It should be obvious by now that I’m not exactly enthralled with this novel–though I am in awe of the workmanship. Kind of like a Polish (or any other, really) traditional costume that is breathtaking in it’s brilliance of design and needlework, but in another place and time, merely gaudy. Believe me here; I’ve worn one.
But I’m forcing myself to read–admittedly slowly–because it coincides with my project in the new media format. O’Brien weaves four stories–related only by authorship–yet gives enough of each so that we don’t forget while we’re off on one of his other paths. He seems to gradually get us used to the characters so they’ll sit well in our minds. Then again, he threw them all at us in the very beginning of the novel with a warning that this is what the book was all about. Note that we have no particular choice in the paths we take in this strictly text tome. If we choose to hop about–and we can, I suppose–we’ll get even loster (sic) than some might be. This brings me to another train of thought–why some of us don’t particularly go wild over hyperfiction. But that post is still festering in my mind, wanting to heal itself before I rip open the wound of self-revelation.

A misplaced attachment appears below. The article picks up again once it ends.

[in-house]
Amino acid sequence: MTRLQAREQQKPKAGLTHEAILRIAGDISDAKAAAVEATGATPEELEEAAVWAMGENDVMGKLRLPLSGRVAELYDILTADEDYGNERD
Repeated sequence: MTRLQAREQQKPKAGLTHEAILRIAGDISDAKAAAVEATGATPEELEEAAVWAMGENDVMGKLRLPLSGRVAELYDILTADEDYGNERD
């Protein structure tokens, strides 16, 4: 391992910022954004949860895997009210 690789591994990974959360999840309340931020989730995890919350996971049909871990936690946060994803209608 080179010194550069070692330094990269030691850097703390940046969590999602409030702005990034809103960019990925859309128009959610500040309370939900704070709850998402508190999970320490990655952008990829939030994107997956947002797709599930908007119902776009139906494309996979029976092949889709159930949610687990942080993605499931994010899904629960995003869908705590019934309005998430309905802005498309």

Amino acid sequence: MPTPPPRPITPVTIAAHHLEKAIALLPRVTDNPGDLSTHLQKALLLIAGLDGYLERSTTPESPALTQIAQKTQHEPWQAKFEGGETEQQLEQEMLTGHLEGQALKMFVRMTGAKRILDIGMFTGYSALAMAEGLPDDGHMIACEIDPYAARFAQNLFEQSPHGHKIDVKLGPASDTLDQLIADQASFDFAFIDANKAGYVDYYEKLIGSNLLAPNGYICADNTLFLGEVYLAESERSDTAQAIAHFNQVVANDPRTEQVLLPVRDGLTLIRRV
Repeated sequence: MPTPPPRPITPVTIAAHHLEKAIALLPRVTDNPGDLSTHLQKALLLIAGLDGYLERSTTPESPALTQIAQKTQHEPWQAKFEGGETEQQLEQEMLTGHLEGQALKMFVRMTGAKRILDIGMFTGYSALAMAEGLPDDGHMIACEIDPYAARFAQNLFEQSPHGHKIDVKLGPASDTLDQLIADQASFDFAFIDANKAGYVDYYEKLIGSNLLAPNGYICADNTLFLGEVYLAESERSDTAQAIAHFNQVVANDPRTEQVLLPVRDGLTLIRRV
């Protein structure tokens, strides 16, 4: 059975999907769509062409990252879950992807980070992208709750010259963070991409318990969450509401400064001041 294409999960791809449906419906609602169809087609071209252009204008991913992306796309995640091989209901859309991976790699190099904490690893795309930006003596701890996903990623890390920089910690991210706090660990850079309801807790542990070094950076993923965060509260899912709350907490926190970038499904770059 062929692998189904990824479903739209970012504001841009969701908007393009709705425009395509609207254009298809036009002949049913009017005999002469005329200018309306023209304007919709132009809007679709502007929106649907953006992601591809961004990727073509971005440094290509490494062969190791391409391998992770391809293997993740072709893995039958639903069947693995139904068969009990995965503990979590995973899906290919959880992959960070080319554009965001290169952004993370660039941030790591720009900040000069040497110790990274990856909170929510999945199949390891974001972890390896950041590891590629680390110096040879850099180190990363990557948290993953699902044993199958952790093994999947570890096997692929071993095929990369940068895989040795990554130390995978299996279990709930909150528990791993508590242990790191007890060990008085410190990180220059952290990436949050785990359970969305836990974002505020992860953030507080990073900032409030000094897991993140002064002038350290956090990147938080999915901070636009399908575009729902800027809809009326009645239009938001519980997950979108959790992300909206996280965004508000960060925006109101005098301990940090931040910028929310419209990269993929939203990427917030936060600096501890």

I think that what doesn’t draw me into the stories is O’Brien as a writer of story. I think his brilliance is in the performance, if not the play.